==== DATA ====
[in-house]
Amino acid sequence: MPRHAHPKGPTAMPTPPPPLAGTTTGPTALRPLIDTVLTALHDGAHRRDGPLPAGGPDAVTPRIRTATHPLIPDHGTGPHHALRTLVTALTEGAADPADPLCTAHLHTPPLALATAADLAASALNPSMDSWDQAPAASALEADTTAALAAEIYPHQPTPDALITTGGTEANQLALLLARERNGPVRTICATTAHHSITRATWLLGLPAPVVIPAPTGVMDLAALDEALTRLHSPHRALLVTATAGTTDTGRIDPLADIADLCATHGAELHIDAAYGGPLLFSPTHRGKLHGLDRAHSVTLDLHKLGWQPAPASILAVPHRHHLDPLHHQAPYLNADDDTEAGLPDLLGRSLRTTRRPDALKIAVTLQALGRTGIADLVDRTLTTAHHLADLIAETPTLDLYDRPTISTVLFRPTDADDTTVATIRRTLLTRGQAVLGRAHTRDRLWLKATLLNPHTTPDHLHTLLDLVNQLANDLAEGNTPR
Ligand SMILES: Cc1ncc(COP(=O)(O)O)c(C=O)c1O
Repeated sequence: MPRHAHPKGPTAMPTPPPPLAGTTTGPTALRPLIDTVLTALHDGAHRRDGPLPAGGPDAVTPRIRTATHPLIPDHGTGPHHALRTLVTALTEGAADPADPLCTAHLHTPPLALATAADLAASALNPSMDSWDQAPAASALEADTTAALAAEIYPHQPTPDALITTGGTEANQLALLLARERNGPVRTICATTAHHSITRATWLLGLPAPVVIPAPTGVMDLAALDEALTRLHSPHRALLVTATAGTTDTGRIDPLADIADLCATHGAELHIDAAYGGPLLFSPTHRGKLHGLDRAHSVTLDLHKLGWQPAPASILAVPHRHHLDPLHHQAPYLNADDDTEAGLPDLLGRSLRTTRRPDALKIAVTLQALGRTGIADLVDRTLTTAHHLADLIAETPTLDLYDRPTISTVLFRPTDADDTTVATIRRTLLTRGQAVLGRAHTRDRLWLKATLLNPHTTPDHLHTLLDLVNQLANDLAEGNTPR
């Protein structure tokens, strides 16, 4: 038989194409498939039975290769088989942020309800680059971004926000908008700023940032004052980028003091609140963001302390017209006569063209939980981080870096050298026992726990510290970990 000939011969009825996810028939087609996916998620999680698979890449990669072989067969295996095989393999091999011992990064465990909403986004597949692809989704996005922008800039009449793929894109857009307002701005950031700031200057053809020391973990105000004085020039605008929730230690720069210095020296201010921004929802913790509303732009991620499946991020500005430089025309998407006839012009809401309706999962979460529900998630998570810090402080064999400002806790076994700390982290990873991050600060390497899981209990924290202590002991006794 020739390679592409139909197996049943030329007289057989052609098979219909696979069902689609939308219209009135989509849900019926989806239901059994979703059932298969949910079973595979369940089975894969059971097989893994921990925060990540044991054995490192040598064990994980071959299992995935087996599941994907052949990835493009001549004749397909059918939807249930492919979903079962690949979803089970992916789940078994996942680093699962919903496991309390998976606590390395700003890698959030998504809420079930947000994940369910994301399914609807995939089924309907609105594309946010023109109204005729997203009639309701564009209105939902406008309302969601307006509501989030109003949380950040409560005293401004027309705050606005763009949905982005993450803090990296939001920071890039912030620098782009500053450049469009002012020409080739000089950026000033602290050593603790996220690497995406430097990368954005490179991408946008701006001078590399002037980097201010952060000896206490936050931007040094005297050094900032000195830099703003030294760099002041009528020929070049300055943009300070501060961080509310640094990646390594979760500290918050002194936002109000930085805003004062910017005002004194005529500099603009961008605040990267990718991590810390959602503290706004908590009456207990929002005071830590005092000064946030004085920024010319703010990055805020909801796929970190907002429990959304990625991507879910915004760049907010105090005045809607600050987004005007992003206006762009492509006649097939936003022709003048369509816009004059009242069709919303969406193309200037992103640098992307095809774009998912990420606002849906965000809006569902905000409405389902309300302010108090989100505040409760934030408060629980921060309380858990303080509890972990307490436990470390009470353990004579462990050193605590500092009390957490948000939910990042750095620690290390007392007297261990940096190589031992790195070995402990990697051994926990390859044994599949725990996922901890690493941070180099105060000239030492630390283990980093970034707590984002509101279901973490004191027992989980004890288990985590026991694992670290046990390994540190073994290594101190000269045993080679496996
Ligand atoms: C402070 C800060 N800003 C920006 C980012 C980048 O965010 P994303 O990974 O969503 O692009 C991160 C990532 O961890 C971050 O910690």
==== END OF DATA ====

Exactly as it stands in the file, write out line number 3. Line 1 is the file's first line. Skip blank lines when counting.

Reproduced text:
Ligand SMILES: Cc1ncc(COP(=O)(O)O)c(C=O)c1O